Koh Tao – The Bongo Boys

Day 17

It was time to leave Koh Tao for Koh Samui. I wanted to go to the national park there tomorrow, the only dry day on the forecast. I hid in the frog restaurant from the rain in the morning (the frogs were making a poor effort in the day), using the wi-fi to plan. In the afternoon I got a pickup taxi to the main town and sheltered in a café nomming on breadsticks and lattes until the Lomprayahcatamaran at 3pm. I piled on with a full load of passengers and sat up on the open top deck, as the rain god had taken a break.

Leaving Koh Tao

Koh Tao was covered in cloud as we left and the wind batteredus out at sea. The sea was choppy. My poncho was flapping around like a whip making a horrendous racket. The views were impressive and moody with dark clouds in every direction. To the west you could make out a cluster of small islands in the distance, the Ang Thong marine park I wanted to visit. The big forested lump of KohPangyanwas ahead (the Full Moon party island). We passed other ferries and fishing boats. I put on my iPod, leaned back and enjoyed the atmosphere, I like boat travel!

Bye, Koh Tao


We stopped at Koh Pangyan to transfer passengers and two drunk brothers came up on deck with bongo drums and beer. They were terrible at drumming but pretty funny. They had a rubber chicken which squarked which sounded ridiculous with the drums, but made us all laugh. They were pelting out on the bongos and sometimes one of them would stand up with his arms out like he was flying or a really ugly Kate Winslet. They stuck the chicken on one of the antennae and the ship honked at them in protest – there was a CCTV camera! They shook the chicken around in front of the camera for revenge, haha!

That hat RIP

The funniest moment was when a big gust of wind in an instant blew one of the guy’s hats clean off – it whipped into the distance behind the boat never to be seen again! It was even better because it had happened earlier but hit the floor, and the guy never learned his lesson. He whispered to the chicken and mimed throwing it into the sea to fetch it!

KohSamui, the largest of the three islands, dominated the view as we approached. It’s over 100km around the edge. We got off and I walked past rows and rows of transfer mini-buses, but it’s cheaper to get away from the pier and find your own transport. I didn’t really know where to go but followed the mini-buses driving out and after a long walk with all my kit, and some amazing internal compass skills (i.e. head inland) I hit the main road going around the island. I waited for a songthaew to come along. Songthaews are pick-up trucks with a roofed back, a bench running on each side. People hop on and off and you arrange with the driver what to pay when you get on. You ring a buzzer or bash the side when you want to get off. With the public ones you can sometimes just jump on without speaking to the driver and pay a flat fare.

Eventually one turned up and I got the driver to take me to a guest house I’d read about a few miles away. We drove along a very busy road past a never-ending stream of buildings and concrete, mostly geared for tourism. Resorts, restaurants, spas, travel agents, hire shops. Samui was super-developed compared to Koh Tao and this view of it was ugly. There were lots of coconut plantations too and jungle hills rose inland, but no coastline was visible from the road. We arrived but where he’d dropped me wasn’t the place I had asked for. So I walked up and down the road for ages looking for the place, I knew I was in the right area.  When you walk by the roads in Samui you are always waving away or ignoring lots of normal taxis, songthaews and motorbike taxis on the way, who honk at you or shout “Where you going?”. But you can’t afford to get taxis everywhere when on a budget!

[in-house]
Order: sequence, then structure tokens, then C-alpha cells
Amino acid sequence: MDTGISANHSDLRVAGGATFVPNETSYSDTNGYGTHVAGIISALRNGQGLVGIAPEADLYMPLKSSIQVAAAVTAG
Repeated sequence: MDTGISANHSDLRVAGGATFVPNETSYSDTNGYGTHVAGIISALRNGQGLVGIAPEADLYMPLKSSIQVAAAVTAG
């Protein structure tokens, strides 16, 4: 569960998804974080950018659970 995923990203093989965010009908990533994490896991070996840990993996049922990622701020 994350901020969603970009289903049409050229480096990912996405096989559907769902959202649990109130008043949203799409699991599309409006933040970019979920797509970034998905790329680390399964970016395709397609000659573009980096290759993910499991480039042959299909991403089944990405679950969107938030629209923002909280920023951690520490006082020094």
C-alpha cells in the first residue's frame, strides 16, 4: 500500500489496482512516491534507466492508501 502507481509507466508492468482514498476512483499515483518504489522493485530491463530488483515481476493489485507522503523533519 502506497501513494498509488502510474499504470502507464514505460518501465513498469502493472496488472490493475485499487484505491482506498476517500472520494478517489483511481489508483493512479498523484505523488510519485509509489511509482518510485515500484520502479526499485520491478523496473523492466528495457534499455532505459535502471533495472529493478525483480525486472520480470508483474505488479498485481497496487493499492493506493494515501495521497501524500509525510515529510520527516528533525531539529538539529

As I passed a bar a Thai woman asked where I was going and, as she wasn’t driving anything, I replied. She spoke to an aging Aussie who turned out to be the owner. Hevery kindly got his Thai lady friend to phone the guest house I was looking for, to find out where it was. Annoyingly it transpired the songthaew had dropped me at the right place – but the resort had changed name and gone upmarket!Gah! I bought a drink from the bar and thanked my helpers- then wandered the road for ages looking at different resorts, trying to find something I could afford. It was almost dark when I gave up,I couldn’t lug my stuff around any more so I settled for a cheaper place by the beach and haggled to get a multiple night discount. This room was a luxury compared to my recent accommodation. Hot shower, air-con, wardrobe, free shampoo, free wi-fi, a fridge, free water, and with the ultimate selling point – the Towels of Love!

As it got dark I went to the beach which stretched for miles, with coarse sand (and not much of it as the tide was in). There were resorts all the beach edge, though most only had about 20 meters of sand with the lodgings in rows perpendicular to the sea. You could see planes coming in to land at Samui airport. I walked the main road looking for food, passing hostess bars with girls shouting out at me, shops, resorts and restaurants. Found popular cheap place and had a dry curry which played havoc with my stomach that night! I also discovered my credit card had stopped me from withdrawing cash. Doh. But for some reason it worked at a travel agents when I boughta tour of the marine park for tomorrow. I had to call the bank and it turns out their credit card specifically designed for world travel still needs to be activated for world travel. Never assume!

Please share, it helps my photography reach more people! Thanks!
Share on FacebookTweet about this on TwitterPin on PinterestShare on TumblrShare on Reddit